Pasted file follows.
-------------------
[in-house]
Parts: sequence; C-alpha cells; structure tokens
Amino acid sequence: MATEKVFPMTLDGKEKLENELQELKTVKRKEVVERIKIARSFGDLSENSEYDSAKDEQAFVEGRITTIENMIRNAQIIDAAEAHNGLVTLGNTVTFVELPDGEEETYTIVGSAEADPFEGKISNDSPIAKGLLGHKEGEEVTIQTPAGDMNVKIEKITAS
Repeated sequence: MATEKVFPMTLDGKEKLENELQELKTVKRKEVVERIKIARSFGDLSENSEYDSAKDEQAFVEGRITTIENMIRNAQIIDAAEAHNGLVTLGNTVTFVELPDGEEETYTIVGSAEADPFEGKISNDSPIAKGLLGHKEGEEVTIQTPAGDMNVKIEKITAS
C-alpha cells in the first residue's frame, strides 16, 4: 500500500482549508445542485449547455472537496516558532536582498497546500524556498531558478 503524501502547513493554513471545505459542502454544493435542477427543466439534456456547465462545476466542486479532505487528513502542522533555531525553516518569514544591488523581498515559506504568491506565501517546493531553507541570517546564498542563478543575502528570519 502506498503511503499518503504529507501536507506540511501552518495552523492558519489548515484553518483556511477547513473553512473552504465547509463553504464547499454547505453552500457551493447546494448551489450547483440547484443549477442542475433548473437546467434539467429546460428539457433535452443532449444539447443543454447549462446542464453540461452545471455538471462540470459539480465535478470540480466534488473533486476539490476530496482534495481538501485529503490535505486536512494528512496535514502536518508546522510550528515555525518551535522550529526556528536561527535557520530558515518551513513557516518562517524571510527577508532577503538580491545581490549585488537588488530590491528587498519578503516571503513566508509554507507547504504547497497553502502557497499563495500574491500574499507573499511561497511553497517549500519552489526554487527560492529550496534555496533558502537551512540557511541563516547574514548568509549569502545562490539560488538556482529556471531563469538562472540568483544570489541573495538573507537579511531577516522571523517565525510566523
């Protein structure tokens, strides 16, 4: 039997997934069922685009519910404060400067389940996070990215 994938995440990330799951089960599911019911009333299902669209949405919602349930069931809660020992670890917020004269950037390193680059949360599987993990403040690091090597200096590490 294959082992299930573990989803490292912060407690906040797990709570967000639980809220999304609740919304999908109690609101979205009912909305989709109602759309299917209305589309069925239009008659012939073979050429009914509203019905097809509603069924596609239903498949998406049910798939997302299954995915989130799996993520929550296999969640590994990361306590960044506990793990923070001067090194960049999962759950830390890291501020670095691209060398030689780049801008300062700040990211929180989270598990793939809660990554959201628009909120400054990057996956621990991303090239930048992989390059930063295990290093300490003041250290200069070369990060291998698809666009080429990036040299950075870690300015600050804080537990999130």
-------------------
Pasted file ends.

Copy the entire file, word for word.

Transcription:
[in-house]
Parts: sequence; C-alpha cells; structure tokens
Amino acid sequence: MATEKVFPMTLDGKEKLENELQELKTVKRKEVVERIKIARSFGDLSENSEYDSAKDEQAFVEGRITTIENMIRNAQIIDAAEAHNGLVTLGNTVTFVELPDGEEETYTIVGSAEADPFEGKISNDSPIAKGLLGHKEGEEVTIQTPAGDMNVKIEKITAS
Repeated sequence: MATEKVFPMTLDGKEKLENELQELKTVKRKEVVERIKIARSFGDLSENSEYDSAKDEQAFVEGRITTIENMIRNAQIIDAAEAHNGLVTLGNTVTFVELPDGEEETYTIVGSAEADPFEGKISNDSPIAKGLLGHKEGEEVTIQTPAGDMNVKIEKITAS
C-alpha cells in the first residue's frame, strides 16, 4: 500500500482549508445542485449547455472537496516558532536582498497546500524556498531558478 503524501502547513493554513471545505459542502454544493435542477427543466439534456456547465462545476466542486479532505487528513502542522533555531525553516518569514544591488523581498515559506504568491506565501517546493531553507541570517546564498542563478543575502528570519 502506498503511503499518503504529507501536507506540511501552518495552523492558519489548515484553518483556511477547513473553512473552504465547509463553504464547499454547505453552500457551493447546494448551489450547483440547484443549477442542475433548473437546467434539467429546460428539457433535452443532449444539447443543454447549462446542464453540461452545471455538471462540470459539480465535478470540480466534488473533486476539490476530496482534495481538501485529503490535505486536512494528512496535514502536518508546522510550528515555525518551535522550529526556528536561527535557520530558515518551513513557516518562517524571510527577508532577503538580491545581490549585488537588488530590491528587498519578503516571503513566508509554507507547504504547497497553502502557497499563495500574491500574499507573499511561497511553497517549500519552489526554487527560492529550496534555496533558502537551512540557511541563516547574514548568509549569502545562490539560488538556482529556471531563469538562472540568483544570489541573495538573507537579511531577516522571523517565525510566523
């Protein structure tokens, strides 16, 4: 039997997934069922685009519910404060400067389940996070990215 994938995440990330799951089960599911019911009333299902669209949405919602349930069931809660020992670890917020004269950037390193680059949360599987993990403040690091090597200096590490 294959082992299930573990989803490292912060407690906040797990709570967000639980809220999304609740919304999908109690609101979205009912909305989709109602759309299917209305589309069925239009008659012939073979050429009914509203019905097809509603069924596609239903498949998406049910798939997302299954995915989130799996993520929550296999969640590994990361306590960044506990793990923070001067090194960049999962759950830390890291501020670095691209060398030689780049801008300062700040990211929180989270598990793939809660990554959201628009909120400054990057996956621990991303090239930048992989390059930063295990290093300490003041250290200069070369990060291998698809666009080429990036040299950075870690300015600050804080537990999130």